A number of principles govern the coverage of any story. First, we broadcast what we know. That means what we know ourselves, the facts we establish beyond reasonable doubt. That is not as simple as it sounds. Over the past decade, the business of news has become faster and more frenetic. If we're not very careful, rumour or innuendo can masquerade as fact in minutes. We may all get caught up in the headlines of the moment on a major story; after all, journalism is an exciting profession.
But I remember during the Gulf War how rumour of an attack on Israel using chemical weapons became 'fact' for an hour. This puts an enormous responsibility on correspondents in the field and the editors of programmes to stick to the facts as we can verify them.
The second point is that even if we have information, we don't necessarily publish it. There is no censorship involved here. As with newspapers, journalists in broadcasting select the information they believe to be relevant. We choose the information and the stories we include according to the time available. But with broadcasting, it is also important to be sensitive to the audience. You can ignore some things in a newspaper and dwell on others. You can't do that if you are watching television.
When we think about what we put in our news programmes we have to recognise that children may be listening or watching, to understand that what you can say first thing in the morning may be different from what you can say later on in the day. This is not censorship; it is proper and sensitive editorial judgement.
For all those reasons, we kept the information of Stephen Milligan's death to the facts we could verify; and in terms of taste, to the minimum detail necessary to understand what had happened. I realise that there were some who wanted to hear more of the details, but there were many other places where that curiosity could be satisfied. Our job in the BBC is to be sensitive to the whole audience, who expect the BBC's coverage to be distinctive.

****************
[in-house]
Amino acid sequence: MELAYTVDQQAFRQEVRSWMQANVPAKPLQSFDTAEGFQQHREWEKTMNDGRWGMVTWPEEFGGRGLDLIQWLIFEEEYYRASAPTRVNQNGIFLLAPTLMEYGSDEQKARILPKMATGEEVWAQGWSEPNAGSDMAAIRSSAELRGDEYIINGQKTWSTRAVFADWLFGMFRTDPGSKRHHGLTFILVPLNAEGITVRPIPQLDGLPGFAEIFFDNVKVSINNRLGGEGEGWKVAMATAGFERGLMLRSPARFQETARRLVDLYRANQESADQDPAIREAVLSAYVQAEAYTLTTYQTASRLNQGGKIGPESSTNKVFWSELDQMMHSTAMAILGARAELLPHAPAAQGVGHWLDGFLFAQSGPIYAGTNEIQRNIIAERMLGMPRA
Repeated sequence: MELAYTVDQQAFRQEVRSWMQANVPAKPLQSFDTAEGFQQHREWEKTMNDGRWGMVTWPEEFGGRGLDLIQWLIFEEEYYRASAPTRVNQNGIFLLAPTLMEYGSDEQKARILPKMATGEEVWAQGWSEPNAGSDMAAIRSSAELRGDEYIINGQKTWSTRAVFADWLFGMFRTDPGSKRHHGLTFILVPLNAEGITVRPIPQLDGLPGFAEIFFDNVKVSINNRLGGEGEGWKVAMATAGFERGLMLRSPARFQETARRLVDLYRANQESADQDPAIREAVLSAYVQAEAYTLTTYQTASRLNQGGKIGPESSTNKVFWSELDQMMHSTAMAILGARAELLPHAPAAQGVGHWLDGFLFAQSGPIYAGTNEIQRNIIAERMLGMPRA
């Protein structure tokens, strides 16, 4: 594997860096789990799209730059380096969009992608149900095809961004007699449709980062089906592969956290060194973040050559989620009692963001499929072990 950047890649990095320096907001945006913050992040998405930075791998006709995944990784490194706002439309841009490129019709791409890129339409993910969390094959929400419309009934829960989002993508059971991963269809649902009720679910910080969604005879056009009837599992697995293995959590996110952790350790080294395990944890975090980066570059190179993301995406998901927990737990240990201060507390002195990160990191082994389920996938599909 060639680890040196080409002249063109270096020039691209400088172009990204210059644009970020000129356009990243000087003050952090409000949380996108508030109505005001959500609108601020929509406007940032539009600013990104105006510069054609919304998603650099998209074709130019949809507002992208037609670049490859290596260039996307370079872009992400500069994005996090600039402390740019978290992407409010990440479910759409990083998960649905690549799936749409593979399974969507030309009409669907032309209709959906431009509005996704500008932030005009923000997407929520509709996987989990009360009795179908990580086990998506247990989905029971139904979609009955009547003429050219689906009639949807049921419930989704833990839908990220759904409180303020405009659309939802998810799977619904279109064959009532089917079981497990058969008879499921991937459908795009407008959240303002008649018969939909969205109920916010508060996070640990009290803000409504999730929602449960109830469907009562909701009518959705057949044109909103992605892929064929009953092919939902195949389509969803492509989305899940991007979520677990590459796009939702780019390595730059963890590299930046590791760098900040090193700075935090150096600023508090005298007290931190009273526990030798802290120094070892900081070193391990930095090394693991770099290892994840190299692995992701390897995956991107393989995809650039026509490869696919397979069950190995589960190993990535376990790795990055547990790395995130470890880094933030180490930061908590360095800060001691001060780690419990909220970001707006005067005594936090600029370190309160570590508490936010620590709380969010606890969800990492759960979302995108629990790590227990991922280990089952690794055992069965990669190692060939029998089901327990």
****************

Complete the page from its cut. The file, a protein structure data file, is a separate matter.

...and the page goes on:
The BBC's news judgements and agenda are going to be different from other people's. That is what people expect of a public service broadcaster. We aim to provide more background, context and analysis of events around the world, as well as in this country. Those are the founding principles too for the news and sport network, Radio 5 Live, that starts next month.
It is also the case that we give different priorities to stories. For example, we were criticised last week for not leading the Nine O'Clock News on the death of Stephen Milligan. I make no apology for leading our news on the anguished events of Bosnia and reports that the West was moving closer to a decision to use air strikes.
Our job is to ensure that significant events and developments around the world find their proper place in our programmes.
This means that our coverage will often look and sound different. We believe such diversity is healthy. We must stick to our values, our priorities and our agenda. We don't mind being criticised for being different.
Tony Hall is Managing Director, BBC News and Current Affairs.
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